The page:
Musical Musings

The Sarasota Orchestra Blog

Much of the world loves to paint Judy Garland as a tragic figure, a stage-and-screen supernova whose impetuous light burned so fiercely it was destined to suddenly gutter out. There are those who believe Garland and her appetite for life were her own undoing. Others blame her premature decline and fatal overdose (in 1969, at age 47) on decades of being eaten alive by an unforgiving industry. Thanks to journalist Herbert Kretzmer, we know Garland herself rejected the notion that she was born under a bad star.

Mozart’s Serenade in B-flat Major, better known by its subtitle Gran Partita, offers a glorious explosion of Classical-era Harmoniemusik for small wind ensembles, which buoyed up many 18th-century garden get-togethers and outdoor parties. Much about the Serenade in B-flat Major is a mystery (its exact year of composition, for instance, or whose scribbling on the manuscript lent the work its enduring nickname).

George Gershwin took his third and final trip to Paris in March of 1928. One afternoon, instead of visiting the Louvre with friends, Gershwin went out on a shopping excursion with a rather unusual list: French taxi horns. These horns weren't souvenirs; they were a crucial element for the orchestration of a new symphonic poem Gershwin had been developing for a couple of months: An American in Paris. The composition paints the scene of an intrepid tourist exploring the French capital, walking off his homesick blues and ultimately embracing the bustling, hectic, but altogether beautiful metropolis. Quacking taxi horns lend An American in Paris its most instantly-recognizable urban noises. For Gershwin, however, they weren't just meant to evoke the authentic sounds of the city. They were essential to making Gershwin's tone poem truly modern music in the implementation of artifacts from the surrounding world.

In a season that affirms Sarasota Orchestra’s vitality and upward trajectory, nine guest conductors will arrive at the podium for the 2019-20 Masterworks and Discover Beethoven concert series. Each conductor rides the wave of an illustrious career, and all are highly sought-after worldwide. What’s more, ten soloists who are electrifying today’s concert halls will share prodigious musical gifts in their interpretations of masterpieces from Mozart, Dvorak, Brahms, and beyond!

In his very first season with Sarasota Youth Orchestra, Jack Gallahan impressed judges with his winning performances during the 2018 Edward and Ida Wilkof Young Artists Concerto Competition. A 16-year-old junior at Pine View School, Gallahan began studying piano at age five, then switched to cello upon joining his school orchestra five years ago. As his innate musical gifts emerged on a new instrument, fellow Pine View students encouraged Gallahan to get involved with the Youth Orchestra.

Violin virtuoso Viviane Hagner makes her debut with Sarasota Orchestra on this season's Masterworks 5 concert, with performances running January 31 to February 3. While Hagner is known for her dedication to new music, critics also laud her seemingly effortless renditions of monumental works for solo violin. Hagner provides two European ports-of-call on this concert's "Round Trip to Paris": Henri Vieuxtemps' Violin Concerto No. 5, and Camille Saint-Saëns' Introduction and Rondo Capriccioso for violin and orchestra, both widely regarded as virtuosic masterpieces.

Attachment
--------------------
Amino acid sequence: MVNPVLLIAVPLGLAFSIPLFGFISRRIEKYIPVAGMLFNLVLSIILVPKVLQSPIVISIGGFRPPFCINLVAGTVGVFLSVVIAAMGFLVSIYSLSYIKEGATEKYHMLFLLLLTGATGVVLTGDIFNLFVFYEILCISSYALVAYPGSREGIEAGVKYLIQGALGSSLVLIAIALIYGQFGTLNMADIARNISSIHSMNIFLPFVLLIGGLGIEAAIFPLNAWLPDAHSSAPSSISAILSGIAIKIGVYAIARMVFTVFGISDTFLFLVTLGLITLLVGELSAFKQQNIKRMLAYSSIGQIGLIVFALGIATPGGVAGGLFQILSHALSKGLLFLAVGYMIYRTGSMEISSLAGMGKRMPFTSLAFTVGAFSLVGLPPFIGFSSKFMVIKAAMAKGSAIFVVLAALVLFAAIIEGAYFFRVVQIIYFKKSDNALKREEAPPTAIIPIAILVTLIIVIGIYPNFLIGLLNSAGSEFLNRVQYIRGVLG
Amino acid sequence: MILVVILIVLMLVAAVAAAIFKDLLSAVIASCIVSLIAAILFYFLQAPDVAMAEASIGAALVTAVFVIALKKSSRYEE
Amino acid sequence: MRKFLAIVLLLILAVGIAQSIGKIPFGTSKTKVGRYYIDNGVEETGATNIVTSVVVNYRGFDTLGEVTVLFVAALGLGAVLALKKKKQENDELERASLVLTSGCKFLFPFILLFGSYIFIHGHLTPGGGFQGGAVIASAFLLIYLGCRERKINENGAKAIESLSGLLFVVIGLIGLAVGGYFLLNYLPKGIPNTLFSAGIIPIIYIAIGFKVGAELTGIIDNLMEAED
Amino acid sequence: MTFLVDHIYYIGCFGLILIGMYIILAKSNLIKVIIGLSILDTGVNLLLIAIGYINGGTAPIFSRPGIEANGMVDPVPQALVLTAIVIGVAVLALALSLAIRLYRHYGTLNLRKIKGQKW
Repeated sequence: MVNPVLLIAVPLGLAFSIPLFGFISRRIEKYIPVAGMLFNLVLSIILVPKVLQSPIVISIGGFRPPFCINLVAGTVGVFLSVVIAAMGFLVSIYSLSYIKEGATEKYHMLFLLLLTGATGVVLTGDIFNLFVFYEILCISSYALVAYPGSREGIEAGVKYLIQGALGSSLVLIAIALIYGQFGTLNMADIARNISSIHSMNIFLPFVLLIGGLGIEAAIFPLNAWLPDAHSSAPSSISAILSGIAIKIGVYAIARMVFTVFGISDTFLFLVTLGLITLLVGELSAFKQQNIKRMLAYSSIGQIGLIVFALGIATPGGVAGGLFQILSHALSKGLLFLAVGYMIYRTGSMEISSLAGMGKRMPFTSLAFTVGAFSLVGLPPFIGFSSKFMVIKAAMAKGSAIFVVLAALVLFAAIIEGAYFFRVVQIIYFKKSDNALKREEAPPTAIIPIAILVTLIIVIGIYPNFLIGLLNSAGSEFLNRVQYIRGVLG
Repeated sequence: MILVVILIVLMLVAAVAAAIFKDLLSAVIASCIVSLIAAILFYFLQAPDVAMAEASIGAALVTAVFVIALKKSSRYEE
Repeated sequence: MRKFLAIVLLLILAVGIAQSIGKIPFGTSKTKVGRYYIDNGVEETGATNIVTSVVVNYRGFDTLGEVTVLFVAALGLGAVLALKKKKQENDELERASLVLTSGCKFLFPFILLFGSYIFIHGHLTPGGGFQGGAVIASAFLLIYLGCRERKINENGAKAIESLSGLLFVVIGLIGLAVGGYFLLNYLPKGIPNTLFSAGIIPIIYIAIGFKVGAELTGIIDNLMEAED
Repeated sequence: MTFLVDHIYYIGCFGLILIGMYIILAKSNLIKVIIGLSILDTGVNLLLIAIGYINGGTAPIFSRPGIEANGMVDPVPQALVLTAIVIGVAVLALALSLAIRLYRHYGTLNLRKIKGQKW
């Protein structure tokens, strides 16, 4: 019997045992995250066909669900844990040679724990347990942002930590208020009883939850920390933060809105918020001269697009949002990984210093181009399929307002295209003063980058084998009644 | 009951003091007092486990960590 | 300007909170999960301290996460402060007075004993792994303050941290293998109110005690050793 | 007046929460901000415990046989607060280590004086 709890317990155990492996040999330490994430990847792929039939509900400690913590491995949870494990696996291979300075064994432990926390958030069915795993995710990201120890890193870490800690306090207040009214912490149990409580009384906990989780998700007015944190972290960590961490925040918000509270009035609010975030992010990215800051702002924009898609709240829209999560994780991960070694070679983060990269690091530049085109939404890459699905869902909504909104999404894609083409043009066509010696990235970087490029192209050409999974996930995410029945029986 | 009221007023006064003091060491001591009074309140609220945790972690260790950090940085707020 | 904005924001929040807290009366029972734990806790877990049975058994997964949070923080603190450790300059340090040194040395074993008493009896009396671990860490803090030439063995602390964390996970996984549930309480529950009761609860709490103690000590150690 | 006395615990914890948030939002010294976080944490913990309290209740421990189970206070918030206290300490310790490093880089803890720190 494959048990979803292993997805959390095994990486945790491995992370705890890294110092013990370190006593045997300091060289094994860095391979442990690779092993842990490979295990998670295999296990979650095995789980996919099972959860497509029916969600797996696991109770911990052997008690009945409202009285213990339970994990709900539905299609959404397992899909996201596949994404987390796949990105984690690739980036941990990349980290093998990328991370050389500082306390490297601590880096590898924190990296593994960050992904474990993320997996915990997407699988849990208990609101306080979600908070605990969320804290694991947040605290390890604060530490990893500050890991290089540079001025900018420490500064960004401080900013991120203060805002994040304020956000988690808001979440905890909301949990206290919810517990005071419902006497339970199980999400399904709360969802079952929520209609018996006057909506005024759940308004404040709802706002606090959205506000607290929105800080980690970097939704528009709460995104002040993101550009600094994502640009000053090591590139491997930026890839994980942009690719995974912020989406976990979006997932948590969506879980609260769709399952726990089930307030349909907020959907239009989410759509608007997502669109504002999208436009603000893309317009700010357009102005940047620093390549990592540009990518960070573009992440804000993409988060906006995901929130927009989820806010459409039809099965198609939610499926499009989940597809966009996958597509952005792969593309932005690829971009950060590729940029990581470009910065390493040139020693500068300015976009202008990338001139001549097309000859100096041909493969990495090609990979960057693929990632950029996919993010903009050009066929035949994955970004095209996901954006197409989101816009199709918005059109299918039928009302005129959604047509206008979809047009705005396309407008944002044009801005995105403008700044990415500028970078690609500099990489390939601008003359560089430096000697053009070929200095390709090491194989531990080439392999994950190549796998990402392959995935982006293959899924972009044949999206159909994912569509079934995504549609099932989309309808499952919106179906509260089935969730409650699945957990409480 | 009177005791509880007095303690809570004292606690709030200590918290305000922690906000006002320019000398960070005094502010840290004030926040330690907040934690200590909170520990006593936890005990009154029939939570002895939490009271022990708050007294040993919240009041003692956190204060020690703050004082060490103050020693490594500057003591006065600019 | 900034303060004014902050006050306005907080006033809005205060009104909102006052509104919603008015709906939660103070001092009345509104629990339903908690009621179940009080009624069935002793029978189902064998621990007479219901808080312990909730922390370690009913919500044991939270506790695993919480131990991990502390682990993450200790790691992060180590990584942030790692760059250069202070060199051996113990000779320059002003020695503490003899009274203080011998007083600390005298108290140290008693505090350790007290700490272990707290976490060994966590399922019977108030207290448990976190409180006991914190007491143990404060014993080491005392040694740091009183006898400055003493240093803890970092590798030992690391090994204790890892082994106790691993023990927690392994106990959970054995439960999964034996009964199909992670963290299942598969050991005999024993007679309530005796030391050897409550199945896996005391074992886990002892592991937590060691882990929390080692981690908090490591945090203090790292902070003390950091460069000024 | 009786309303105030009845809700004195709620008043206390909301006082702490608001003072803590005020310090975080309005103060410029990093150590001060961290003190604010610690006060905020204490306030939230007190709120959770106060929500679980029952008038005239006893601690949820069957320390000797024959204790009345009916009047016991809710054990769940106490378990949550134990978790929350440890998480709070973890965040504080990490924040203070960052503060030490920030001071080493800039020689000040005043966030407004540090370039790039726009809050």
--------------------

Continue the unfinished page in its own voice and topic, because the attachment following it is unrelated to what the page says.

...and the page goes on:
At Great Escapes: Shuffle, it's all about giving the people what they want! Each of five performances from January 23 to 27 will be completely unique as audience members take the extraordinary opportunity to call out requests and hear them fulfilled by a live orchestra. Each program opens with Mozart's Overture from Don Giovanni and closes with John Williams' Superman March.

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Reviews

Written byHerald Tribune

 Literally gripping the arms of my seat, I was not the only one propelled on this rollercoaster of delightful music.  

Written byHerald Tribune

 Every section and soloist within the orchestra played their role with strength and beauty; every tree proud and tall. Tali served as an excellent guide leading the forces with assured confidence. The overall sound was lush and, yes, intense just where it needed to be.  

Written byHerald Tribune

 The Sarasota Orchestra was brimming with bubbling energy...  

Written byHerald Tribune

 A lifetime of musical moments, cinematic in scope, gave every section of the orchestra a leading role at one time or another. Chief among them was the virtuosic solo of concertmaster Daniel Jordan.  

Written byHerald Tribune

 It was a thrill ride resulting in an explosion of audience enthusiasm.  

Written byThe Observer

 Andrew Lane, the Orchestra’s Principal Pops Conductor, knows how to program a winning event and this concert had something for everyone. It also brought in a whole new audience that seemed dazzled by the performances.  

Written byThe Observer

 The Sarasota Orchestra played a program this past weekend filled with so much color, it was like visiting the Louvre.  

Written byHerald Tribune

 The performance... was exceptional, bringing new and stunning sonorities from a larger than usual Sarasota Orchestra under the dynamic leadership of Anu Tali.  

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CY Hong

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